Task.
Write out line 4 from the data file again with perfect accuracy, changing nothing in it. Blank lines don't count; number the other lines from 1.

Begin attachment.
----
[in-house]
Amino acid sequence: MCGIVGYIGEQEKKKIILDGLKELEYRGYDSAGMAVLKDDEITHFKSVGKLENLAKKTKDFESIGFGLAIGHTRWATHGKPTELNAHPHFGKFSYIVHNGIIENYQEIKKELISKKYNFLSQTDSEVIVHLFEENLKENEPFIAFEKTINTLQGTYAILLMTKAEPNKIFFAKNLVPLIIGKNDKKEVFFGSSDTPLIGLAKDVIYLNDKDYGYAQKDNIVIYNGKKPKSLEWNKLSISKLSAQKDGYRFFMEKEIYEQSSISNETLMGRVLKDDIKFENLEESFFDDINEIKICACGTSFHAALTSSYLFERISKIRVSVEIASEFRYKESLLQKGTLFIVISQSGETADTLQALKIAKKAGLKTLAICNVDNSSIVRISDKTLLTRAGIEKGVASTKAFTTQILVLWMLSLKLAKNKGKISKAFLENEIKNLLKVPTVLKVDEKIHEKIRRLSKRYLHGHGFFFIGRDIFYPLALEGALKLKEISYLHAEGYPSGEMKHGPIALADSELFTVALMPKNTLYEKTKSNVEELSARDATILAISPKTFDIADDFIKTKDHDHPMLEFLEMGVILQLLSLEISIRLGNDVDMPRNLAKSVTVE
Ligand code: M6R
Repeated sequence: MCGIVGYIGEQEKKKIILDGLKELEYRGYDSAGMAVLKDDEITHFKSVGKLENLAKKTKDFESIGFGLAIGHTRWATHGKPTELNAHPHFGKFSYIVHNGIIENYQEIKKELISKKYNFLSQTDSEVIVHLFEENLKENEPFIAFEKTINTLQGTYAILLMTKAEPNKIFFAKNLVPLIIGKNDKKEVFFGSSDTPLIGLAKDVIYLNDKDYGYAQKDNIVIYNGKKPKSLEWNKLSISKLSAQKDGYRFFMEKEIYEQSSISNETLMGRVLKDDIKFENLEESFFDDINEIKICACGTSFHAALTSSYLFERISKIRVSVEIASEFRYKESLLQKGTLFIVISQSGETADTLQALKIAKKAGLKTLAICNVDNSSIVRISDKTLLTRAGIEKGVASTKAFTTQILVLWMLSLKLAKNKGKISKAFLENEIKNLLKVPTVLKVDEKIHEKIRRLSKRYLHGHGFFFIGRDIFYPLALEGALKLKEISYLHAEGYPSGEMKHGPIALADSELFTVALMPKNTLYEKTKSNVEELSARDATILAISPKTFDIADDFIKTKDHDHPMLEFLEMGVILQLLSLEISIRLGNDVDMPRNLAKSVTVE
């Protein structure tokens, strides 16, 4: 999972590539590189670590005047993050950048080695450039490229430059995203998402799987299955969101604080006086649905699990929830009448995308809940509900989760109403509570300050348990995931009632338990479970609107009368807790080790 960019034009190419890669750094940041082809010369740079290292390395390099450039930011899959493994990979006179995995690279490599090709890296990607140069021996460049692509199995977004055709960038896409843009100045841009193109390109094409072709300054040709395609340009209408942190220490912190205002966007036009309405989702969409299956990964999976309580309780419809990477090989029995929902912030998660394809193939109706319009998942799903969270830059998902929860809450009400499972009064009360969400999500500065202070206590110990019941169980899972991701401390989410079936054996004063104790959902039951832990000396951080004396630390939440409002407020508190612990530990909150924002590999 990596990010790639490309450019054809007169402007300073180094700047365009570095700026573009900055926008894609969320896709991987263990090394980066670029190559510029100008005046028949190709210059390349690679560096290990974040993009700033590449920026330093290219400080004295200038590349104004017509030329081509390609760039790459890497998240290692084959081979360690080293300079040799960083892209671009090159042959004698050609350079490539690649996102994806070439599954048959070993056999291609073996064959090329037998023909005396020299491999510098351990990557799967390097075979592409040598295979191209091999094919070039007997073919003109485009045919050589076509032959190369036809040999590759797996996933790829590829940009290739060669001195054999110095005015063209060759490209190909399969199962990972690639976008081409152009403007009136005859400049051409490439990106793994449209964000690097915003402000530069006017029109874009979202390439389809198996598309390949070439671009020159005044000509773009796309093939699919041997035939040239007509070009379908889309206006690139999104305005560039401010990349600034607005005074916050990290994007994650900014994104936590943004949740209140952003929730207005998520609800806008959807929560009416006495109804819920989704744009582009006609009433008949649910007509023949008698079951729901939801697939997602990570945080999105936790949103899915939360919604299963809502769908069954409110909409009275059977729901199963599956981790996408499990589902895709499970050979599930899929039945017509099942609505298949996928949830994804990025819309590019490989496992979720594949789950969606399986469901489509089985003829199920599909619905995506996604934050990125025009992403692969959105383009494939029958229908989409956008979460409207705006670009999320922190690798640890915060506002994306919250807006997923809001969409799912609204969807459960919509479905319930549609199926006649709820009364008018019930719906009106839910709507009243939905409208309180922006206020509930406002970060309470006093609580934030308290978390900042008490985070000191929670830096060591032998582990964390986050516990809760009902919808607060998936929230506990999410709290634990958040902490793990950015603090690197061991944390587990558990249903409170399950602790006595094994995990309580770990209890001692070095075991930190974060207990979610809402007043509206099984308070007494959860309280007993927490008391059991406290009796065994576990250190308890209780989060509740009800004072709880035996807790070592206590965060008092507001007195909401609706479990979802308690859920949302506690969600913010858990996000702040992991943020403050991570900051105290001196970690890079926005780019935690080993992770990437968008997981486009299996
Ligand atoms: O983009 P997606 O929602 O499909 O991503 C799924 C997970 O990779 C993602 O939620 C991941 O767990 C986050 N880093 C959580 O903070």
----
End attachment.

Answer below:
Repeated sequence: MCGIVGYIGEQEKKKIILDGLKELEYRGYDSAGMAVLKDDEITHFKSVGKLENLAKKTKDFESIGFGLAIGHTRWATHGKPTELNAHPHFGKFSYIVHNGIIENYQEIKKELISKKYNFLSQTDSEVIVHLFEENLKENEPFIAFEKTINTLQGTYAILLMTKAEPNKIFFAKNLVPLIIGKNDKKEVFFGSSDTPLIGLAKDVIYLNDKDYGYAQKDNIVIYNGKKPKSLEWNKLSISKLSAQKDGYRFFMEKEIYEQSSISNETLMGRVLKDDIKFENLEESFFDDINEIKICACGTSFHAALTSSYLFERISKIRVSVEIASEFRYKESLLQKGTLFIVISQSGETADTLQALKIAKKAGLKTLAICNVDNSSIVRISDKTLLTRAGIEKGVASTKAFTTQILVLWMLSLKLAKNKGKISKAFLENEIKNLLKVPTVLKVDEKIHEKIRRLSKRYLHGHGFFFIGRDIFYPLALEGALKLKEISYLHAEGYPSGEMKHGPIALADSELFTVALMPKNTLYEKTKSNVEELSARDATILAISPKTFDIADDFIKTKDHDHPMLEFLEMGVILQLLSLEISIRLGNDVDMPRNLAKSVTVE